Monday, October 29, 2007

The King of Kong: A Fistful of Quarters, Into the Wild

The King of Kong: A Fistful of Quarters
Director: Seth Gordon
Starring: Billy Mitchell, Steve Weibe





This documentary is just as sweet as it appears in the trailer, and much funnier. If you have the means, I highly suggest getting to your nearest independent movie theater and seeing this immediately. It's definitely worth the price of admission. I can't explain the premise any better than that trailer did, but suffice it to say that some of the interviews with the gamers involved are priceless. And Billy Mitchell is just as much of a badass as he looks. Did you see that mullet!?! I've only seen one other real documentary (Murderball, in case you were wondering), but if more documentaries would cover cool stuff like this I'm sure their audience would grow at an exponential rate. This provided an inside look at Steve Weibe's life as he attempts to beat Billy Mitchell's Donkey Kong record and, in true documentary fashion, it does a great job of showing not only his gameplay and the competitive side of his personality, but his family life and how his play affects people around him. This movie opens your eyes to the world of intense world record caliber gaming, and after seeing it you'll never look at a classic arcade machine again without smiling.


Into the Wild
Director: Sean Penn
Starring: Emile Hirsch, Vince Vaughn, William Hurt


What is it with actors wanting to be directors these days? Just kidding, Sean Penn. This was actually a pretty good movie. I guess actors-turned-directors have a pretty good track record in my book in recent years with Mystic River, Gone Baby Gone, Into the Wild, and Apocalypto. Part Castaway, part road movie, Into the Wild blends modern society with isolated nature and provides a pretty scathing critique regarding capitalism and materialism along the way. Casual fans might be interested to know that Eddie Vedder was responsible for the music in the film, and the music is one of its greatest assets and a huge reason behind its success. Emile Hirsch's performance is the other reason: after all - the movie hinges on him. He's totally believable as the rebellious Christopher McCandless, who, after graduating from Emory University, donates all of his money to charity and starts trekking north to live on the land up in Alaska. The film shows some of his time there, intercut with flashbacks to show his adventures along the way. There are appearances by some pretty good actors/actresses, including Catherine Keener (who I normally HATE, but enjoyed for the first time), Jena Malone, some guy who sounds exactly like The Dude in The Big Lebowski, Vince Vaughn playing Vince Vaughn (again), and the aptly named William Hurt looking like he just realized he ate a Grande Combo at Taco Bell and the nearest bathroom is 200 miles away (pictured at right). I'm glad he always plays characters that are so torn up inside so he can struggle with himself in a pained voice - otherwise, he'd be really boring to watch.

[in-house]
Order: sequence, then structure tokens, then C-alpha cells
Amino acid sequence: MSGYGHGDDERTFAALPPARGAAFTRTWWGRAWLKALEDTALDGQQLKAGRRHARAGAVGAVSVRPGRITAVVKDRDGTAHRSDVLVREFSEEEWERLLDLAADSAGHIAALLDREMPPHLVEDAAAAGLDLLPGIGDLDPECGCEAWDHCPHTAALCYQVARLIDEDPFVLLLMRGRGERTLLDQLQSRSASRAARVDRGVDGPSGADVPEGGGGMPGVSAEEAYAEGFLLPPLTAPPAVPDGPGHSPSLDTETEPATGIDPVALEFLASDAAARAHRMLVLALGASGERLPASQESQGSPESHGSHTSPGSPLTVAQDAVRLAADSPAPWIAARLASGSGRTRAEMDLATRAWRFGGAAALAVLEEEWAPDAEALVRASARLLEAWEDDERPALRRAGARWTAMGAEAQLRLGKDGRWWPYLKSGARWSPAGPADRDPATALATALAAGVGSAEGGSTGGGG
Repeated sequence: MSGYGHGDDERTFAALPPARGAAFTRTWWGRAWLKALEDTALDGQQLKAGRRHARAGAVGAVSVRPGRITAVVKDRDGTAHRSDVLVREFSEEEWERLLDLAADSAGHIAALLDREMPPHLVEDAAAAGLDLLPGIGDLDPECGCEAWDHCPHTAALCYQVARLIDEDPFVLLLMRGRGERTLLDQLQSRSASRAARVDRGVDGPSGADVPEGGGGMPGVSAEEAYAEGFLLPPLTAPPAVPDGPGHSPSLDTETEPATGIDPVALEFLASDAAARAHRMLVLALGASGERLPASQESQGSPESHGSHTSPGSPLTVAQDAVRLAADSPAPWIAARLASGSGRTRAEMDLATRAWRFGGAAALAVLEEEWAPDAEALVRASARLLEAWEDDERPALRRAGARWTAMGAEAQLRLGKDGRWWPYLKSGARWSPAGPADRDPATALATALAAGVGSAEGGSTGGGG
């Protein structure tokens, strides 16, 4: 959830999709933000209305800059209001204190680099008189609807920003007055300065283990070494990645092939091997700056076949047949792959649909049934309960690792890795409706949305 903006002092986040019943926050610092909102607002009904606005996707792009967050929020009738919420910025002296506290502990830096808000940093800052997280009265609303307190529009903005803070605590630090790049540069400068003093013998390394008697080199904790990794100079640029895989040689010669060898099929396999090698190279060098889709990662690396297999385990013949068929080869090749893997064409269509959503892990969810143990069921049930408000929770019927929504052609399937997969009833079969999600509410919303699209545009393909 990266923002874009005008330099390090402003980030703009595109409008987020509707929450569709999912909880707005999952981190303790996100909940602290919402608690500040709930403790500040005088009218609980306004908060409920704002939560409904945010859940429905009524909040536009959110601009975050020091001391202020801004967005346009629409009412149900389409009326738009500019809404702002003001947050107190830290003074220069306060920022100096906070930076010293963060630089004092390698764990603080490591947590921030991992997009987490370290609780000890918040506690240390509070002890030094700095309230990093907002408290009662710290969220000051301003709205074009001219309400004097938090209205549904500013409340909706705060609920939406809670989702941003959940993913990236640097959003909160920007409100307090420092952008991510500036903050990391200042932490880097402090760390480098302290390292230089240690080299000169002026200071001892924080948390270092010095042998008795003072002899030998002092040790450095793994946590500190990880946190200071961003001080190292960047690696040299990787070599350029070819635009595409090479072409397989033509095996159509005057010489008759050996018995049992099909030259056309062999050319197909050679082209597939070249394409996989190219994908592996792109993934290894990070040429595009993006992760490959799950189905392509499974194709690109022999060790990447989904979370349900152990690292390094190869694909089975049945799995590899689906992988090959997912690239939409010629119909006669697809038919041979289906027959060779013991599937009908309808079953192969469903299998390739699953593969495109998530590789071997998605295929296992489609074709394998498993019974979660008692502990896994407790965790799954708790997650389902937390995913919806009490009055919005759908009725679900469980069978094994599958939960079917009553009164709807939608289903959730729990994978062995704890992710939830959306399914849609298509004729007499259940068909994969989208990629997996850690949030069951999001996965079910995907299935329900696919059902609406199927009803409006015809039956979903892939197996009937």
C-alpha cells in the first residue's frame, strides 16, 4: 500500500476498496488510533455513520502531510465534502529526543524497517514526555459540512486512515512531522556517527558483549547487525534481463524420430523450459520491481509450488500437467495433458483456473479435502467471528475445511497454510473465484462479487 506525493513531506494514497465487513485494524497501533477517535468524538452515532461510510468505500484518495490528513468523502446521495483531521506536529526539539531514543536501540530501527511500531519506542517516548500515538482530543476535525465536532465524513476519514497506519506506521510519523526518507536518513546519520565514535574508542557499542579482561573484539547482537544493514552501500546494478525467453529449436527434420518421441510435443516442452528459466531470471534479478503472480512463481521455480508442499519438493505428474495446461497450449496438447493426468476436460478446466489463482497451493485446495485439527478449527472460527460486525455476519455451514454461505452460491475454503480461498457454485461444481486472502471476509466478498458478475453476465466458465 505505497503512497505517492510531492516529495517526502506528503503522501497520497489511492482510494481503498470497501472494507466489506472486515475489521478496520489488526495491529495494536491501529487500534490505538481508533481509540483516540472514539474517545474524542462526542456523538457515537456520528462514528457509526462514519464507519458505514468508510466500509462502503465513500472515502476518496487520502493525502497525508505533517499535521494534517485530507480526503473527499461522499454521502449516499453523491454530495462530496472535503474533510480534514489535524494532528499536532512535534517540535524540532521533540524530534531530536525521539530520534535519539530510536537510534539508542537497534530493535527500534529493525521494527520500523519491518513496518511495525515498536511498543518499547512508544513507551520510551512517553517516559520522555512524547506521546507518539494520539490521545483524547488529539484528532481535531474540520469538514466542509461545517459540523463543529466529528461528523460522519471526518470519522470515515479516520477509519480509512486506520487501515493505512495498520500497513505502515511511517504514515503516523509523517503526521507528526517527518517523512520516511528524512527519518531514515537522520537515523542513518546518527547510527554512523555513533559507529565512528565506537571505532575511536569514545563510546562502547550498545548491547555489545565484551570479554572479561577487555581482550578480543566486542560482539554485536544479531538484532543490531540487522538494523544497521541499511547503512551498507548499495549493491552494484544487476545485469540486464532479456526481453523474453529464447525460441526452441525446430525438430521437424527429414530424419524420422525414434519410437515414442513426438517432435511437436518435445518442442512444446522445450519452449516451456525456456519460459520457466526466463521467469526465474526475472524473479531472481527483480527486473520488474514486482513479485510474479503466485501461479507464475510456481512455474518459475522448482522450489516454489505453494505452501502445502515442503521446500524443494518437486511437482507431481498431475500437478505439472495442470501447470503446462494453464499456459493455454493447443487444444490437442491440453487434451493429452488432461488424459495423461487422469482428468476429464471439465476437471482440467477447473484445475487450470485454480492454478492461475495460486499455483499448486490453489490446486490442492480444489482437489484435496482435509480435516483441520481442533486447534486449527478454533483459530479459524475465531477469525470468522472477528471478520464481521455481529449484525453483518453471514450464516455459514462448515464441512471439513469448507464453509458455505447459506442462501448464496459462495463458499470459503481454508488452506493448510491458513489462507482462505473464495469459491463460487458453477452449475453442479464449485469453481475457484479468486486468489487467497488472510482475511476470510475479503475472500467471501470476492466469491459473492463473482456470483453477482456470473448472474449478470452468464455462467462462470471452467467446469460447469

(Spoilers ahead.)

Jena Malone plays Hirsch's sister, and provides most of the vocal depth to the movie through her insightful voiceovers. The combination of her voice and the words she was reading was beautiful, but you'll have no idea what I'm talking about unless you've seen it. Sean Penn did a surprisingly good job of varying camera angles and using his locations to their fullest effect, which had an impact on the viewer. Unfortunately, the movie dragged on a little too long and the protagonist dies at the end, so that's kind of a downer. But when you think about it, he really succeeded in his mission: to find the truth. That's what the whole movie was about - Chris' search for truth. He didn't believe in the crap that society was feeding him, and he boldly refused not to accept his place in the system. He didn't rebel in a lawless manner like most disillusioned people would (at least in the movies); he kept to himself on a quest of self-discovery and a search for the truth in this life. At the end of the movie, when he is close to death, he realizes that truth: happiness is nothing unless it is shared. By this time in the film he's trapped in the wild and too emaciated to attempt another escape, so he dies with his newfound knowledge, but at least he found what he was looking for. It had a good message, even if it took two and a half hours and some tragic events to get to it.